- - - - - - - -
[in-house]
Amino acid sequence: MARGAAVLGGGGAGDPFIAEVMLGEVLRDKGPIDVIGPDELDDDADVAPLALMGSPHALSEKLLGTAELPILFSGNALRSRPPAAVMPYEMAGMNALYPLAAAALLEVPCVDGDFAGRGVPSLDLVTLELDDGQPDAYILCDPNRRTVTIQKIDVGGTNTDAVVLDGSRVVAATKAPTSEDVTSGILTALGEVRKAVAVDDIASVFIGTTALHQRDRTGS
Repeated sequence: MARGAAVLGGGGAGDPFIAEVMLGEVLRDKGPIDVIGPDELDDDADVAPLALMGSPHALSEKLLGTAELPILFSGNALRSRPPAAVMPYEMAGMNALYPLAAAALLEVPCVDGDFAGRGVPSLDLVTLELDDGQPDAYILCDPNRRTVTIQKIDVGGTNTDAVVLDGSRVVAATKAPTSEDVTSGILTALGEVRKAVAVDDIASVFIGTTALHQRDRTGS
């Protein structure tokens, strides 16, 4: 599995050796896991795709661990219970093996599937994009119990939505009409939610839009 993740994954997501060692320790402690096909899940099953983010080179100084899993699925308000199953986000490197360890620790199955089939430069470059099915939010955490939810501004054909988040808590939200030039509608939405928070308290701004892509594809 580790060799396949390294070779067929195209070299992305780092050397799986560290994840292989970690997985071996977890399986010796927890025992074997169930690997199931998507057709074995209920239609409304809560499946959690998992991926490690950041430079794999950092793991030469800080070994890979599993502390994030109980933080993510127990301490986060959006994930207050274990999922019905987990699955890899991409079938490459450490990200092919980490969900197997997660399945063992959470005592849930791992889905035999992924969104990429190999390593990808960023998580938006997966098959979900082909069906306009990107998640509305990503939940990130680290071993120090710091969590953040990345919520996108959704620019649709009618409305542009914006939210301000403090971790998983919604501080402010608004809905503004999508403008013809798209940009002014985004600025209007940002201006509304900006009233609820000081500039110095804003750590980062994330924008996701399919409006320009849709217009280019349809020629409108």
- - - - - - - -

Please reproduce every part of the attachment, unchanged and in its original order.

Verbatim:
[in-house]
Amino acid sequence: MARGAAVLGGGGAGDPFIAEVMLGEVLRDKGPIDVIGPDELDDDADVAPLALMGSPHALSEKLLGTAELPILFSGNALRSRPPAAVMPYEMAGMNALYPLAAAALLEVPCVDGDFAGRGVPSLDLVTLELDDGQPDAYILCDPNRRTVTIQKIDVGGTNTDAVVLDGSRVVAATKAPTSEDVTSGILTALGEVRKAVAVDDIASVFIGTTALHQRDRTGS
Repeated sequence: MARGAAVLGGGGAGDPFIAEVMLGEVLRDKGPIDVIGPDELDDDADVAPLALMGSPHALSEKLLGTAELPILFSGNALRSRPPAAVMPYEMAGMNALYPLAAAALLEVPCVDGDFAGRGVPSLDLVTLELDDGQPDAYILCDPNRRTVTIQKIDVGGTNTDAVVLDGSRVVAATKAPTSEDVTSGILTALGEVRKAVAVDDIASVFIGTTALHQRDRTGS
């Protein structure tokens, strides 16, 4: 599995050796896991795709661990219970093996599937994009119990939505009409939610839009 993740994954997501060692320790402690096909899940099953983010080179100084899993699925308000199953986000490197360890620790199955089939430069470059099915939010955490939810501004054909988040808590939200030039509608939405928070308290701004892509594809 580790060799396949390294070779067929195209070299992305780092050397799986560290994840292989970690997985071996977890399986010796927890025992074997169930690997199931998507057709074995209920239609409304809560499946959690998992991926490690950041430079794999950092793991030469800080070994890979599993502390994030109980933080993510127990301490986060959006994930207050274990999922019905987990699955890899991409079938490459450490990200092919980490969900197997997660399945063992959470005592849930791992889905035999992924969104990429190999390593990808960023998580938006997966098959979900082909069906306009990107998640509305990503939940990130680290071993120090710091969590953040990345919520996108959704620019649709009618409305542009914006939210301000403090971790998983919604501080402010608004809905503004999508403008013809798209940009002014985004600025209007940002201006509304900006009233609820000081500039110095804003750590980062994330924008996701399919409006320009849709217009280019349809020629409108």